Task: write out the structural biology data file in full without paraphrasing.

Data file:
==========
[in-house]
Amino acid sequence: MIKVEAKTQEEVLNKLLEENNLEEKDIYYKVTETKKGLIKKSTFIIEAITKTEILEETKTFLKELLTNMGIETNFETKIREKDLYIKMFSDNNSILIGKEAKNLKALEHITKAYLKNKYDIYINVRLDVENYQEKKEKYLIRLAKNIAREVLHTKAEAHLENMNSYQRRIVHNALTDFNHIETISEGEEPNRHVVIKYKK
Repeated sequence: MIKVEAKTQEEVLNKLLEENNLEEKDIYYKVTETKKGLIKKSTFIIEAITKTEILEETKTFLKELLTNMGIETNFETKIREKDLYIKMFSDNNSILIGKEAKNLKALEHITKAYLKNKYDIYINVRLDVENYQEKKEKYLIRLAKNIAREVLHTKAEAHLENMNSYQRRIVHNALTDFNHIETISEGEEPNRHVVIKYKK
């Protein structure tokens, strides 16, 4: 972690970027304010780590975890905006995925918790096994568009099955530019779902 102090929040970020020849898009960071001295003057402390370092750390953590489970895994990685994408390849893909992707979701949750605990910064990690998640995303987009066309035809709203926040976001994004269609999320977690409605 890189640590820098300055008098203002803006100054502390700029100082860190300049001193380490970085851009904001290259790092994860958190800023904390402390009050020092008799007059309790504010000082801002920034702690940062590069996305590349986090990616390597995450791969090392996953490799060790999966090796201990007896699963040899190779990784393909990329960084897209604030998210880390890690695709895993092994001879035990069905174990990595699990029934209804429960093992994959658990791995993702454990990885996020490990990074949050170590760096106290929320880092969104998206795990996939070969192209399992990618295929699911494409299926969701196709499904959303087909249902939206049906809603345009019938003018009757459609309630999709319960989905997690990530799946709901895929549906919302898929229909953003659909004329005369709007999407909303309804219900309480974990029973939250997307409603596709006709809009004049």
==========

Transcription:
[in-house]
Amino acid sequence: MIKVEAKTQEEVLNKLLEENNLEEKDIYYKVTETKKGLIKKSTFIIEAITKTEILEETKTFLKELLTNMGIETNFETKIREKDLYIKMFSDNNSILIGKEAKNLKALEHITKAYLKNKYDIYINVRLDVENYQEKKEKYLIRLAKNIAREVLHTKAEAHLENMNSYQRRIVHNALTDFNHIETISEGEEPNRHVVIKYKK
Repeated sequence: MIKVEAKTQEEVLNKLLEENNLEEKDIYYKVTETKKGLIKKSTFIIEAITKTEILEETKTFLKELLTNMGIETNFETKIREKDLYIKMFSDNNSILIGKEAKNLKALEHITKAYLKNKYDIYINVRLDVENYQEKKEKYLIRLAKNIAREVLHTKAEAHLENMNSYQRRIVHNALTDFNHIETISEGEEPNRHVVIKYKK
């Protein structure tokens, strides 16, 4: 972690970027304010780590975890905006995925918790096994568009099955530019779902 102090929040970020020849898009960071001295003057402390370092750390953590489970895994990685994408390849893909992707979701949750605990910064990690998640995303987009066309035809709203926040976001994004269609999320977690409605 890189640590820098300055008098203002803006100054502390700029100082860190300049001193380490970085851009904001290259790092994860958190800023904390402390009050020092008799007059309790504010000082801002920034702690940062590069996305590349986090990616390597995450791969090392996953490799060790999966090796201990007896699963040899190779990784393909990329960084897209604030998210880390890690695709895993092994001879035990069905174990990595699990029934209804429960093992994959658990791995993702454990990885996020490990990074949050170590760096106290929320880092969104998206795990996939070969192209399992990618295929699911494409299926969701196709499904959303087909249902939206049906809603345009019938003018009757459609309630999709319960989905997690990530799946709901895929549906919302898929229909953003659909004329005369709007999407909303309804219900309480974990029973939250997307409603596709006709809009004049």